Not long later, Australian Schools added a third try, this time clever offloading setting up the score for number 8 Will Harris. Pasitoa then made it a hat-trick of conversions.

Despite leading 21-0, Australian Schools opted to kick at goal when they were awarded a penalty, either for practice off the tee or simply to get a breather from the fast pace game they had set. In the event Pasitoa justified the decision by supplying the three points.

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With half time approaching, Scotland kicked to the corner, drove the ensuing line-out. The Australians were penalised. resulting in a yellow card for lock Jeremy Williams, and when the Scots repeated the exercise the visitors again illegally stopped the maul. Referee Charlie Gayther awarded a penalty try to give the Scots some comfort at the end of a punishing first half.

The visiting antipodeans did not have long to wait for another score and this time it was the sheer power of loosehead prop and skipper Angus Bell that provided the additional five points, Positoa again adding the extras.

Scotland appeared to get into a scoring position with a line-out five meters from their opponents line only for an overthrow to give Australian Schools the opportunity to attack from behind their own posts, the length-of-the-field move ending with Douglas taking the scoring pass.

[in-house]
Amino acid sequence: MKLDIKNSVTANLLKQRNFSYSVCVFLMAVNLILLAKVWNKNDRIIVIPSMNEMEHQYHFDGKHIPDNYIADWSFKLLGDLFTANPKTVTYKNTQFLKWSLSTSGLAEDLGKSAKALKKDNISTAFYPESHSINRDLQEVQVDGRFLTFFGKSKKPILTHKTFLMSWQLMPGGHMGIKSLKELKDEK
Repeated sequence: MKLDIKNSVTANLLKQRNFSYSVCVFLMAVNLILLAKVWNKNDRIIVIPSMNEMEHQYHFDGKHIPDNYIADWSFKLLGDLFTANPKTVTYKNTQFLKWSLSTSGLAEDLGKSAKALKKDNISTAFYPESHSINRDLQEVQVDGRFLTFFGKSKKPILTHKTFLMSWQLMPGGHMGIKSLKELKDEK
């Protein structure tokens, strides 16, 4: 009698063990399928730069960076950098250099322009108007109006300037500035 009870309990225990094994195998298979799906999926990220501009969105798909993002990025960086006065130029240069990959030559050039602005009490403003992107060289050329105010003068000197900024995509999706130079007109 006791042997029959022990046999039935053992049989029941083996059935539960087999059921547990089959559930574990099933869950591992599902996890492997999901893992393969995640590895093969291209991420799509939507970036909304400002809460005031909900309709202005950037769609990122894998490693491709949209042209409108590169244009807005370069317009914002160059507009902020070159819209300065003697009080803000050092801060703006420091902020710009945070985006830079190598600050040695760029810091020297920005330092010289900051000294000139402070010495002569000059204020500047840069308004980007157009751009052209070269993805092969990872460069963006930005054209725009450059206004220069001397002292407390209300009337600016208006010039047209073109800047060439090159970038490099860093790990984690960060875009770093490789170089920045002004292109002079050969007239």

Strangely, Pasitoa missed the straight-on conversion kick, but it mattered little, as from their next attack wing Daniel Ala used good footwork to skip over for his side’s sixth try.

What had been a sparkling performance by Australian Schools was blemished by a red card shown to their pacy full-back John Connolly following a fracas.

Scotland’s spirits were immediately lifted and when they set up a maul close to the Australian line, the visitors again gave away a penalty try. But from the restart Australian Schools obtained quick possession for replacement Thomas Lambert to stroll in for the final points of the match.

Dakota

Teams –

Scotland Under-19s: O Smith (Ayr); J Blain (Heriot’s), A Mitchell (Hawick), R McCallum (Complutense Cisneros), C Hudson (Loughborough University); N Chamberlain (Hartpury College / Bristol Bears), R Frostwick (Currie Chieftains);  L MacKay (Stirling County), E Ashman (Sale Sharks), A Pleasants (Henley College / Wasps), K Watt (Watsonians), C Henderson (Stirling County), J Timony (Hartpury College), G Wilson (Glasgow Hawks), J Hill (Durham University). Subs: R Jackson (Edinburgh Academy / Edinburgh Accies),  S Fisher (Falkirk), M Wilson (Melrose), J Barker (Leeds Beckett University), C Brown (Kelso), K Kay (Glasgow Hawks), C Bell (Merchiston Castle School / Watsonians), M Stewart (Biggar).